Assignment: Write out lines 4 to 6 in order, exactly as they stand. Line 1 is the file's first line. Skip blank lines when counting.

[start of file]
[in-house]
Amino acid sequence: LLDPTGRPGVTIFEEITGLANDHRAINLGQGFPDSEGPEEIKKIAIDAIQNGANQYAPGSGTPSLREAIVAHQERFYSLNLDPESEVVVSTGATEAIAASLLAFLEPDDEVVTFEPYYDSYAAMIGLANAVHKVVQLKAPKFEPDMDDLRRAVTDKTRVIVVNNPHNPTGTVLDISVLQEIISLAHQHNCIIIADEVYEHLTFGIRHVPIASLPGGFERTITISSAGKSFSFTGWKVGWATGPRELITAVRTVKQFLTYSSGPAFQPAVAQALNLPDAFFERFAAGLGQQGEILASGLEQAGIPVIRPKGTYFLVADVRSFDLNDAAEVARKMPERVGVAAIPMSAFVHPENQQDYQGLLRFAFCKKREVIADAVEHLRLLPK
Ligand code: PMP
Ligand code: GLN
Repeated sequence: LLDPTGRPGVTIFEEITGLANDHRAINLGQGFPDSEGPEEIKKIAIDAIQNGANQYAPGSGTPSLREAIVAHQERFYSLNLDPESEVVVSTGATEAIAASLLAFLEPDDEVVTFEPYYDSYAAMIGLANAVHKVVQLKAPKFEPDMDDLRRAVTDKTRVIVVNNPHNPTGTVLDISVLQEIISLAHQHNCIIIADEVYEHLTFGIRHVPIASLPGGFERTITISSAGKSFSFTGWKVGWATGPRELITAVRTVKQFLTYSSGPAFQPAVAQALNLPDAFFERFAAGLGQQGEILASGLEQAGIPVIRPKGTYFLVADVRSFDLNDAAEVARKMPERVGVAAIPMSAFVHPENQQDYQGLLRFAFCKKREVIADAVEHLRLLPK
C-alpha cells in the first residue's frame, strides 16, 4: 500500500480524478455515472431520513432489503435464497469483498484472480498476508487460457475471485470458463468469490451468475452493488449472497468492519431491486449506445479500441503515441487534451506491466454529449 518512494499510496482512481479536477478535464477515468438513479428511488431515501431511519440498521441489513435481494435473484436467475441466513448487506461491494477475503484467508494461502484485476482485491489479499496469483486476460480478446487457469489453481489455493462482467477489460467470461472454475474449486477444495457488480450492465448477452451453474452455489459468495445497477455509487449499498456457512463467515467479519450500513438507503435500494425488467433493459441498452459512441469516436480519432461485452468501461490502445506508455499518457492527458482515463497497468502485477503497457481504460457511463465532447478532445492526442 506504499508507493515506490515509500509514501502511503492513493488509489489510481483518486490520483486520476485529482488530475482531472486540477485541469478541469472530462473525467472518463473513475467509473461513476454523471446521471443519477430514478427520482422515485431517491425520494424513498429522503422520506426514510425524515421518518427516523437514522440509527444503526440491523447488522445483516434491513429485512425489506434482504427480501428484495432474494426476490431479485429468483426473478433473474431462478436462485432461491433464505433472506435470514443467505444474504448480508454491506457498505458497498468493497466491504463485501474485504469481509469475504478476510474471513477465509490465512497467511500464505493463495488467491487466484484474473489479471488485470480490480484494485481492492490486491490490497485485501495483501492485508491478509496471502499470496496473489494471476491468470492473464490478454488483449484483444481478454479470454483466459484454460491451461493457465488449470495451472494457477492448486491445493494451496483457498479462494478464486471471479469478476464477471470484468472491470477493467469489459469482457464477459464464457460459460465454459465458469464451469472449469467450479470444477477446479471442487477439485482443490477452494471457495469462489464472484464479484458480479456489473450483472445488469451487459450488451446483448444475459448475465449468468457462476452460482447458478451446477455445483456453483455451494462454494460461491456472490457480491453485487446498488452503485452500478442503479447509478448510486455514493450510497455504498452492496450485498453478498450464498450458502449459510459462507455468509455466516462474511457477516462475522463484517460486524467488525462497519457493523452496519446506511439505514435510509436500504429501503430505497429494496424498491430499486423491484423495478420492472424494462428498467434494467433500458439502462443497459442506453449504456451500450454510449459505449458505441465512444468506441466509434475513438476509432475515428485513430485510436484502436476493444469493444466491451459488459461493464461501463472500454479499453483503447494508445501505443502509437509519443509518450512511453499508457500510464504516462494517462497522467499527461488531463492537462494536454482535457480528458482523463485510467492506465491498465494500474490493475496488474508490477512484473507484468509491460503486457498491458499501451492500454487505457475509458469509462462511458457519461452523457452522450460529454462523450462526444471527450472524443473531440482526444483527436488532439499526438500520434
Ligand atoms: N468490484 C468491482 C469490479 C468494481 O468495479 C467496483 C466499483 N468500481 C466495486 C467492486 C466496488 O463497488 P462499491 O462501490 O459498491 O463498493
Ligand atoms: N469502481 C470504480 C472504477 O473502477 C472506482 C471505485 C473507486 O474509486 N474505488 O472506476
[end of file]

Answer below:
Ligand code: GLN
Repeated sequence: LLDPTGRPGVTIFEEITGLANDHRAINLGQGFPDSEGPEEIKKIAIDAIQNGANQYAPGSGTPSLREAIVAHQERFYSLNLDPESEVVVSTGATEAIAASLLAFLEPDDEVVTFEPYYDSYAAMIGLANAVHKVVQLKAPKFEPDMDDLRRAVTDKTRVIVVNNPHNPTGTVLDISVLQEIISLAHQHNCIIIADEVYEHLTFGIRHVPIASLPGGFERTITISSAGKSFSFTGWKVGWATGPRELITAVRTVKQFLTYSSGPAFQPAVAQALNLPDAFFERFAAGLGQQGEILASGLEQAGIPVIRPKGTYFLVADVRSFDLNDAAEVARKMPERVGVAAIPMSAFVHPENQQDYQGLLRFAFCKKREVIADAVEHLRLLPK
C-alpha cells in the first residue's frame, strides 16, 4: 500500500480524478455515472431520513432489503435464497469483498484472480498476508487460457475471485470458463468469490451468475452493488449472497468492519431491486449506445479500441503515441487534451506491466454529449 518512494499510496482512481479536477478535464477515468438513479428511488431515501431511519440498521441489513435481494435473484436467475441466513448487506461491494477475503484467508494461502484485476482485491489479499496469483486476460480478446487457469489453481489455493462482467477489460467470461472454475474449486477444495457488480450492465448477452451453474452455489459468495445497477455509487449499498456457512463467515467479519450500513438507503435500494425488467433493459441498452459512441469516436480519432461485452468501461490502445506508455499518457492527458482515463497497468502485477503497457481504460457511463465532447478532445492526442 506504499508507493515506490515509500509514501502511503492513493488509489489510481483518486490520483486520476485529482488530475482531472486540477485541469478541469472530462473525467472518463473513475467509473461513476454523471446521471443519477430514478427520482422515485431517491425520494424513498429522503422520506426514510425524515421518518427516523437514522440509527444503526440491523447488522445483516434491513429485512425489506434482504427480501428484495432474494426476490431479485429468483426473478433473474431462478436462485432461491433464505433472506435470514443467505444474504448480508454491506457498505458497498468493497466491504463485501474485504469481509469475504478476510474471513477465509490465512497467511500464505493463495488467491487466484484474473489479471488485470480490480484494485481492492490486491490490497485485501495483501492485508491478509496471502499470496496473489494471476491468470492473464490478454488483449484483444481478454479470454483466459484454460491451461493457465488449470495451472494457477492448486491445493494451496483457498479462494478464486471471479469478476464477471470484468472491470477493467469489459469482457464477459464464457460459460465454459465458469464451469472449469467450479470444477477446479471442487477439485482443490477452494471457495469462489464472484464479484458480479456489473450483472445488469451487459450488451446483448444475459448475465449468468457462476452460482447458478451446477455445483456453483455451494462454494460461491456472490457480491453485487446498488452503485452500478442503479447509478448510486455514493450510497455504498452492496450485498453478498450464498450458502449459510459462507455468509455466516462474511457477516462475522463484517460486524467488525462497519457493523452496519446506511439505514435510509436500504429501503430505497429494496424498491430499486423491484423495478420492472424494462428498467434494467433500458439502462443497459442506453449504456451500450454510449459505449458505441465512444468506441466509434475513438476509432475515428485513430485510436484502436476493444469493444466491451459488459461493464461501463472500454479499453483503447494508445501505443502509437509519443509518450512511453499508457500510464504516462494517462497522467499527461488531463492537462494536454482535457480528458482523463485510467492506465491498465494500474490493475496488474508490477512484473507484468509491460503486457498491458499501451492500454487505457475509458469509462462511458457519461452523457452522450460529454462523450462526444471527450472524443473531440482526444483527436488532439499526438500520434